The Volkswagen Group stands as arguably the greatest exponent of platform-sharing in the automotive business. In an era when the development costs of a new vehicle platform or drivetrain can run to hundreds of millions, the notion of sharing drivetrains and platforms across multiple models makes obvious business sense.
While it might be common knowledge to the learned Wheels reader, not every consumer would know, or care, that the Audi beside them at the lights carries the same beating mechanical heart and underpinnings as the VW they’re driving, or the Skoda they’re eyeing in their mirror. We could add Seat to that list, too, if they were sold here.
The latest addition to our fleet, the Skoda Superb Wagon, is one example of the plentiful fruit that springs from this highly evolved strategy, built as it is on VW’s Modular Transverse Matrix (MQB) platform.
Like most modern automotive platforms, the MQB is designed for ultimate flexibility, meaning it can be delivered with stretched or shortened wheelbases, with tracks that can be widened or narrowed, and of course with myriad versions of what the designers call ‘top hats’, or bodystyles. In the case of the Superb, this equates to a liftback sedan and a generously proportioned wagon, both of which sit on a wheelbase that’s been stretched to a sizeable 2841mm.
This places the Superb at the larger end of the medium-to-large sedan/wagon category, meaning it could be considered an alternative to a Mazda 6 or a Holden Commodore, and you could just as easily include the Peugeot 508, Kia Optima, Ford Mondeo and Hyundai Sonata to the list.
And let’s not forget VW’s own Passat, even if the parent company is understandably keen to play down that comparison. The Skoda certainly has more space and sufficiently different powertrain options to be a genuinely differentiated product offering, but there’s no denying the two cars are close first cousins.
The B8-series Passat launched here in October 2015 to critical acclaim for both its dynamic and its packaging, and the Superb builds impressively on these traits. In particular, it’s bigger in practically every dimension than the Volkswagen Passat wagon, which is obviously of interest to families like mine who value boot and interior space.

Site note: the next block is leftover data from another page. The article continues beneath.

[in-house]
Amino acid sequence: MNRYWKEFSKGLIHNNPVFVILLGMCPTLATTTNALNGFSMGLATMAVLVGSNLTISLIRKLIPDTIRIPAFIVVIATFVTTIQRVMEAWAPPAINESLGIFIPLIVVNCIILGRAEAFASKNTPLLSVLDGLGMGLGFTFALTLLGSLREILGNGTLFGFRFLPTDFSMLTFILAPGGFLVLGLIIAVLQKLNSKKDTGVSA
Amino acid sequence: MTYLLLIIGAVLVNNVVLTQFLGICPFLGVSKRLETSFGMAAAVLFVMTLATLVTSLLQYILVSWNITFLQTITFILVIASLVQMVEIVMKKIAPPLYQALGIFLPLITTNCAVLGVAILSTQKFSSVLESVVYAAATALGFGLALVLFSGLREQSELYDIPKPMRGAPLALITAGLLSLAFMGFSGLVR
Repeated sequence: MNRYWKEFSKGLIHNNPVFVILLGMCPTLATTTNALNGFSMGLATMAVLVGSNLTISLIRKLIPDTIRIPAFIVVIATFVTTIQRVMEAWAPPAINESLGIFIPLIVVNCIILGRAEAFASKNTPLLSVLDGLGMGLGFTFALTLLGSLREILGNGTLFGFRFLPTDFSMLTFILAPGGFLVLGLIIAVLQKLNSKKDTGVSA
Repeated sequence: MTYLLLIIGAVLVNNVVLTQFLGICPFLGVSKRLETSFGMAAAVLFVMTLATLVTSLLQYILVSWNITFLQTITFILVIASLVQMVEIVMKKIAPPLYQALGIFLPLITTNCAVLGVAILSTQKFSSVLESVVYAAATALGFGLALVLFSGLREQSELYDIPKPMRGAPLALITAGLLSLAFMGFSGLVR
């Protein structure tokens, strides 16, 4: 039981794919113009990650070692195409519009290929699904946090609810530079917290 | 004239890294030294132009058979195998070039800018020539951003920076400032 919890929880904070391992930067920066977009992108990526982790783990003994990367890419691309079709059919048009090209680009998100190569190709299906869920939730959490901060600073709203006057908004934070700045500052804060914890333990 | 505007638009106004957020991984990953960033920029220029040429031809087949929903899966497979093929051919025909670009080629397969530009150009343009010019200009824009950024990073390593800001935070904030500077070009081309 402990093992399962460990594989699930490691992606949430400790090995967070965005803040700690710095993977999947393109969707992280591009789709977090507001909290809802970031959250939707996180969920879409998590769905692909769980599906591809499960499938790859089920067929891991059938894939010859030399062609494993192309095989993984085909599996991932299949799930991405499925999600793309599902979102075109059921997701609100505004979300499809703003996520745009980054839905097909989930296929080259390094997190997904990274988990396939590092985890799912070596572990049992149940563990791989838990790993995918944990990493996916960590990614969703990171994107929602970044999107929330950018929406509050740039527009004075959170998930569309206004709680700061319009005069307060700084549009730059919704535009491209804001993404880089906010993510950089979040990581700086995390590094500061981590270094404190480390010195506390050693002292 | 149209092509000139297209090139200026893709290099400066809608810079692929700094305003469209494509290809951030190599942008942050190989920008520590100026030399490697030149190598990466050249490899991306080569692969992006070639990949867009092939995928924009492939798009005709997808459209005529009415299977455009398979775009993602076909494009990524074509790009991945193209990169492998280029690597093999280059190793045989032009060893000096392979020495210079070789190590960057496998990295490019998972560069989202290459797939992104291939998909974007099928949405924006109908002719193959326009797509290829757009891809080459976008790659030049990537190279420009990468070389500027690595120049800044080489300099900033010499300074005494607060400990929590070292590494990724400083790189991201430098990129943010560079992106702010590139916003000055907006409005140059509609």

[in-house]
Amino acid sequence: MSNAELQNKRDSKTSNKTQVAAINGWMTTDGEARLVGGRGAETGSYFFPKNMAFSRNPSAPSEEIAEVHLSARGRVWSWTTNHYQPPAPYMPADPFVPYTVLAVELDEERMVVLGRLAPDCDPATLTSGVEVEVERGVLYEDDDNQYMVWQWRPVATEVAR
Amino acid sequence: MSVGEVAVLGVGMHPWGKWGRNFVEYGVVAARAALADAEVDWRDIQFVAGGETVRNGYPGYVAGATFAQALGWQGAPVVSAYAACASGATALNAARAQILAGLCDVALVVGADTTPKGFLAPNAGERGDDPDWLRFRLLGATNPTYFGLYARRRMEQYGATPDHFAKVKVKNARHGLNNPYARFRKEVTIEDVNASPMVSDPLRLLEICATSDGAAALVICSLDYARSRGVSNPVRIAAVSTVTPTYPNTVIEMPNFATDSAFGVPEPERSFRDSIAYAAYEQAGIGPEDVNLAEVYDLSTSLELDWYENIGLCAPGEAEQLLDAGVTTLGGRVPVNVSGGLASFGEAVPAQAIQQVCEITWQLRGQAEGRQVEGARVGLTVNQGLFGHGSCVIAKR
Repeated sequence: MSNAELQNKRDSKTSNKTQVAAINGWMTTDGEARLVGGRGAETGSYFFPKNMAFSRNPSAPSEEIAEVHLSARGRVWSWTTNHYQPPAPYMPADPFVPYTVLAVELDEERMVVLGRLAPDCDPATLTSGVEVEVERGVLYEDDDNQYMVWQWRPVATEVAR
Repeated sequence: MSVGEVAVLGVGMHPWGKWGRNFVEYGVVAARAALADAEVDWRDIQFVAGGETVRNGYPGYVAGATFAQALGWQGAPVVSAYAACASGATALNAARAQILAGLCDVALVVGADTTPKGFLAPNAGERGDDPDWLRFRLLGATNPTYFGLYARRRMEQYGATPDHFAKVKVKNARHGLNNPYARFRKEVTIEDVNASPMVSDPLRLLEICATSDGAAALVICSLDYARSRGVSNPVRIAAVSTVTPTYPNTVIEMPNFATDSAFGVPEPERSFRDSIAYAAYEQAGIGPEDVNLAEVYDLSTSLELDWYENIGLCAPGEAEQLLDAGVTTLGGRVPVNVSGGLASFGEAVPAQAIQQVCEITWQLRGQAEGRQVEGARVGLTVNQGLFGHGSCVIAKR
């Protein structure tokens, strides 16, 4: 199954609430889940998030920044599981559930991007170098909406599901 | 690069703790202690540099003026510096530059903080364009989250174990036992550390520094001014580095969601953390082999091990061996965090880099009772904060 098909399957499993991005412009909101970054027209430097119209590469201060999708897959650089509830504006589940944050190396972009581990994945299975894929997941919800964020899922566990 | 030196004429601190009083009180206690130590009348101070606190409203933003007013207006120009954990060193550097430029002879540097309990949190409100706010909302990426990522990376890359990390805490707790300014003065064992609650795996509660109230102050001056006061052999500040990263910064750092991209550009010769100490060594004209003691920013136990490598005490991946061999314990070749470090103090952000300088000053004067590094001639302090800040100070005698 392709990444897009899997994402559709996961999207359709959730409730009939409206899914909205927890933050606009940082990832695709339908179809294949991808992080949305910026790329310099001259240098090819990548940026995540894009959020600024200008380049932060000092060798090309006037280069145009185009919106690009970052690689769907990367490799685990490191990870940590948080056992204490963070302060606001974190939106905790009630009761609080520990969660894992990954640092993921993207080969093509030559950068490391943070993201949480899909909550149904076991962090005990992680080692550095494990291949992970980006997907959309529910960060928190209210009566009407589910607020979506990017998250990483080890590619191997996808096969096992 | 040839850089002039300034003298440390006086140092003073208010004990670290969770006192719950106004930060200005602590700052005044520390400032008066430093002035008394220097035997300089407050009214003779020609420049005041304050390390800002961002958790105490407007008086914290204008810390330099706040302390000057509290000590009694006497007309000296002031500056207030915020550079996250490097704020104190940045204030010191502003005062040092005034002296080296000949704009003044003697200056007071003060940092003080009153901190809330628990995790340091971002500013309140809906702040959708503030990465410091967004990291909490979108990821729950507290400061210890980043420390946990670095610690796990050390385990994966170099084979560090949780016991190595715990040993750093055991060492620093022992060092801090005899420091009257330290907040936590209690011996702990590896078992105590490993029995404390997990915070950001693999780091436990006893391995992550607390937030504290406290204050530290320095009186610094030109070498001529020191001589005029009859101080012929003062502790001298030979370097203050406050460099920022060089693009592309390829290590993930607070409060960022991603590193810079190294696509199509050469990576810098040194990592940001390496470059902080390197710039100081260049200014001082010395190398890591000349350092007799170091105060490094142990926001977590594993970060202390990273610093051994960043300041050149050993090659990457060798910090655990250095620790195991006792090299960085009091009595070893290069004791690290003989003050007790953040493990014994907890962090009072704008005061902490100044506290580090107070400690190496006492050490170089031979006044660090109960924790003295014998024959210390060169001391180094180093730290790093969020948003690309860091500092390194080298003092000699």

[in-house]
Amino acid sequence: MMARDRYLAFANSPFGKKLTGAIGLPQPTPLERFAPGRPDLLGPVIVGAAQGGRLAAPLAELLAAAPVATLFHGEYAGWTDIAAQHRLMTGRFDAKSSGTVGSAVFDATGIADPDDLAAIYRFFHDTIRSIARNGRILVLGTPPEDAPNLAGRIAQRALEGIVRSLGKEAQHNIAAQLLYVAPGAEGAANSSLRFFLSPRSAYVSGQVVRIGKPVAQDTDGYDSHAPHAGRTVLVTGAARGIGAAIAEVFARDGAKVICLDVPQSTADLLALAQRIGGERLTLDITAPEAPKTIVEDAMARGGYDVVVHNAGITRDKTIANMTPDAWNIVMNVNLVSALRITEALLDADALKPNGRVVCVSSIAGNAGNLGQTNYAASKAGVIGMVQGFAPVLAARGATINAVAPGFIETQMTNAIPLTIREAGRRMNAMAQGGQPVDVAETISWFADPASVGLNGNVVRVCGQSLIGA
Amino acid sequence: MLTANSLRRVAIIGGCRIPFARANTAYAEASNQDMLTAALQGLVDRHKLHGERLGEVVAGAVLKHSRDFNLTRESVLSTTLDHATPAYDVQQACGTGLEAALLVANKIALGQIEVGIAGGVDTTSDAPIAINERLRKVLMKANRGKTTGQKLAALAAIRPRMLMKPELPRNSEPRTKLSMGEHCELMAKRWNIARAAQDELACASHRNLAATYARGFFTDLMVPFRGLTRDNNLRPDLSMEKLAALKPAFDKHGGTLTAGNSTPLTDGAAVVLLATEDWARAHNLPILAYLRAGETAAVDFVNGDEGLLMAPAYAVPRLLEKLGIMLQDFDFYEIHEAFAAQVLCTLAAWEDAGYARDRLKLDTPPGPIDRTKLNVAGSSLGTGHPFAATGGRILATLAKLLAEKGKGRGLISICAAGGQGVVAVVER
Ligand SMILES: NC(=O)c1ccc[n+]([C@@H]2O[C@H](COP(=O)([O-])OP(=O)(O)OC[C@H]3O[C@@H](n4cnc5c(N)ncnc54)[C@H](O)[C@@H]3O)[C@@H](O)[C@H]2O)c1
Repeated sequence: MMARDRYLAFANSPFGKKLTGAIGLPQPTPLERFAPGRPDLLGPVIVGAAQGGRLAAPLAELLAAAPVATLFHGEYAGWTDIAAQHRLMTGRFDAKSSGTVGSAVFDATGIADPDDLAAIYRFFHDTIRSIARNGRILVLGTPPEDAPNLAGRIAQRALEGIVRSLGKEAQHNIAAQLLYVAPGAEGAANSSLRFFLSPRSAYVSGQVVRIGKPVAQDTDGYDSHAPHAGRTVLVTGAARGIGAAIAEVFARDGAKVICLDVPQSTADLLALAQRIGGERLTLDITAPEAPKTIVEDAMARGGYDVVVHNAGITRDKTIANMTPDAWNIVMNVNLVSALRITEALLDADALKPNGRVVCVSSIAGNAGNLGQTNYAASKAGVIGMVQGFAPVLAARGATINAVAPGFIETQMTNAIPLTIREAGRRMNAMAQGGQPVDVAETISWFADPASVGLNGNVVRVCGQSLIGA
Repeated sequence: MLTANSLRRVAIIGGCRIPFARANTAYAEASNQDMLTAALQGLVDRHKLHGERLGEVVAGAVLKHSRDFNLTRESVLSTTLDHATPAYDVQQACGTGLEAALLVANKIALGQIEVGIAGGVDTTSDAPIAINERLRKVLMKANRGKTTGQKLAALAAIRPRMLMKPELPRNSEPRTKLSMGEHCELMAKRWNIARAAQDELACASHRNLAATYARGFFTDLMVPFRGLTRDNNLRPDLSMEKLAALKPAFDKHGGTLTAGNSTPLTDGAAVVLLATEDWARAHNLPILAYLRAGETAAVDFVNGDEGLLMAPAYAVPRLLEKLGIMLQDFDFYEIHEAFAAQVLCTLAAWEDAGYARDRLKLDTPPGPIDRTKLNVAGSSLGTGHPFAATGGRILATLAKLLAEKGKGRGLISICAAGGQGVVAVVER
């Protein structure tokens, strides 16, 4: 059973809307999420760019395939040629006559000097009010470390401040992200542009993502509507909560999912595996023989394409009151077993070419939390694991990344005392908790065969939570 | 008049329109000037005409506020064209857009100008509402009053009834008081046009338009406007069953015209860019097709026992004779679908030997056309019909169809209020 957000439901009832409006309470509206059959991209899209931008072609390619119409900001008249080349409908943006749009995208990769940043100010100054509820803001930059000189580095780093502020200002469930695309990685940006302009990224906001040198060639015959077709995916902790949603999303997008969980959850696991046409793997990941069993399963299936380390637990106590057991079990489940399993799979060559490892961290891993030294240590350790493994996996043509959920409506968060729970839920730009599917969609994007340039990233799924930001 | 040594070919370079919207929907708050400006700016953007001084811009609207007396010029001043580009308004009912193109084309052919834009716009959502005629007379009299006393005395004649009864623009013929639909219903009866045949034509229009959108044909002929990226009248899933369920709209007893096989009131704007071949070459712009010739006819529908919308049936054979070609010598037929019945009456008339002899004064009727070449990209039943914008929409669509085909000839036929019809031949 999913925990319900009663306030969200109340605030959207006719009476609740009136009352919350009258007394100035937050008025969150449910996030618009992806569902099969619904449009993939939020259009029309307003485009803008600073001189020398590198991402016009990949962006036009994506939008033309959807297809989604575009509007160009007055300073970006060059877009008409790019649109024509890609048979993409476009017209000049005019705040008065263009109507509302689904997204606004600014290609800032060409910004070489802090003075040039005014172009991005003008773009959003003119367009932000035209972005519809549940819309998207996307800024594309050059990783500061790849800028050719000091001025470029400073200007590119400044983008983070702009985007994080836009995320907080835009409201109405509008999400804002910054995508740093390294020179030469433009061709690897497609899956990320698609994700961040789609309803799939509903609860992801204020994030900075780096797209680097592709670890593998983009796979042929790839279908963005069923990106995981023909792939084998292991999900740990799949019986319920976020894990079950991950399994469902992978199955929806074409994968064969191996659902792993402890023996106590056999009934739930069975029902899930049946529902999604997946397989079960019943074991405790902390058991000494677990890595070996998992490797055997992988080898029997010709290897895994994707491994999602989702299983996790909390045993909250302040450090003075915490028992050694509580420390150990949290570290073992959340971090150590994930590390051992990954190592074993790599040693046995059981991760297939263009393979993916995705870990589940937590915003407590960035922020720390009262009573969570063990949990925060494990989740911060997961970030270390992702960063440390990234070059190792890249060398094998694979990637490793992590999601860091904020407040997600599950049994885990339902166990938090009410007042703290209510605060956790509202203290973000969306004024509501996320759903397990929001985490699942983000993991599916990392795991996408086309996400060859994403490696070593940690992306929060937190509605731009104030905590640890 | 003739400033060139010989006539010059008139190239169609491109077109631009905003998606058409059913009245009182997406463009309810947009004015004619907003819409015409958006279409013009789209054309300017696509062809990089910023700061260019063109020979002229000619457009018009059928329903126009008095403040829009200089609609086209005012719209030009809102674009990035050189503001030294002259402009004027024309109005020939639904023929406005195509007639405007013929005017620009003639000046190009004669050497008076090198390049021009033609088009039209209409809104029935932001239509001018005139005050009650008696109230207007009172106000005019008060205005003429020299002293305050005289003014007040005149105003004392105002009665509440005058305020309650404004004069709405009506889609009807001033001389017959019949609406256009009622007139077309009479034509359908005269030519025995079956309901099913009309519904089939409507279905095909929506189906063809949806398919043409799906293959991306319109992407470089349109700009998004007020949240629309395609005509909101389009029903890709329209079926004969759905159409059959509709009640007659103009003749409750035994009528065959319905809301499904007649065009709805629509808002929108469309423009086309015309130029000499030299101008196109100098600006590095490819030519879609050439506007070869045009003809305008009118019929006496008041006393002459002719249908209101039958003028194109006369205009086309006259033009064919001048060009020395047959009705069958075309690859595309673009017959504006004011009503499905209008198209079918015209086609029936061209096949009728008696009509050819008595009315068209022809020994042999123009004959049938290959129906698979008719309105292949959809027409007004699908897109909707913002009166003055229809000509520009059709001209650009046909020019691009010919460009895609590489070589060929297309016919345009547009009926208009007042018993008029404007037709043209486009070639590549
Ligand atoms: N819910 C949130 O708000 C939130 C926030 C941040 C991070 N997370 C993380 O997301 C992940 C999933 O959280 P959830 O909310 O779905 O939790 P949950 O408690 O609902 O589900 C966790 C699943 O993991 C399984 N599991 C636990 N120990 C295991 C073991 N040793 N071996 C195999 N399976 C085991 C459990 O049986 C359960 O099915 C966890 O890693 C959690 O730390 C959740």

Here the Superb ticks plenty of boxes, its generous wheelbase ensuring a voluminous boot and terrific legroom in the rear, where in the first weeks of ownership we’ve become accustomed to seeing the long-limbed teenage elder of the Bulmer sisters sprawled out in the limousine-like pews.
But there’s more to the Superb than just generous proportions and handsome styling. Under its bonnet lurks the same 206kW/350Nm turbo-petrol four that motivates the Golf R hot hatch. In combination with this range-topping version’s Haldex all-wheel-drive system, 19-inch wheels and quick-shifting six-speed dual-clutch transmission, the Superb is a real traffic-light sleeper.
The 4x4 wagon’s 1600kg mass makes it the heaviest model in the Superb range, adding 110kg over the front-drive 162TSI wagon, which in turn means that even the potent Golf R powerplant feels, initially, a little soft. But pull back on the transmission lever to select Sport and the engine instantly bristles with enthusiasm, the sweet-revving boosted four-pot delivering a deliciously fruity exhaust note and the odd pop and crackle on the over-run. It might seem decidedly out of place in what is otherwise an utterly sensible family wagon, but it’s deliciously good fun.
Add to this the vast cabin and boot space and the Superb shapes as a legitimate rival for not only SUVs but more dynamically adept wagons like the Commodore.
We’re looking forward to learning more about life with this decidedly different 4x4 wagon offering in the coming months.
Despite being back in the market in Australia since 2007 and now selling almost 5000 cars a year, Skoda remains something of a curiosity to many Australians. But the brand’s roots run right back to 1905 in its native Czechoslovakia while the Superb nameplate first adorned the flanks of the 5.5m-long Skoda 640 Superb way back in 1934. The current Superb traces its lineage back to 2001 when Skoda reintroduced the model to sit above its compact Octavia and small Fabia.
Our Metal Grey wagon is in the guise favoured by most car-buying punters, according to VW-Skoda PR man Paul Pottinger. This means we have metallic paint ($700), Tech Pack ($3400), Comfort Pack ($1500) and a panoramic sunroof ($1900), taking the price from $52,690 to a still tidy $60,190. Pottinger says the Tech and Comfort packs are the two most preferred options, the former bringing the undoubted benefits of adaptive dampers, which instantly switch the Superb’s ride comfort and dynamics from pillowy comfort to sporting firmness.
This article was originally published in Wheels magazine December 2016.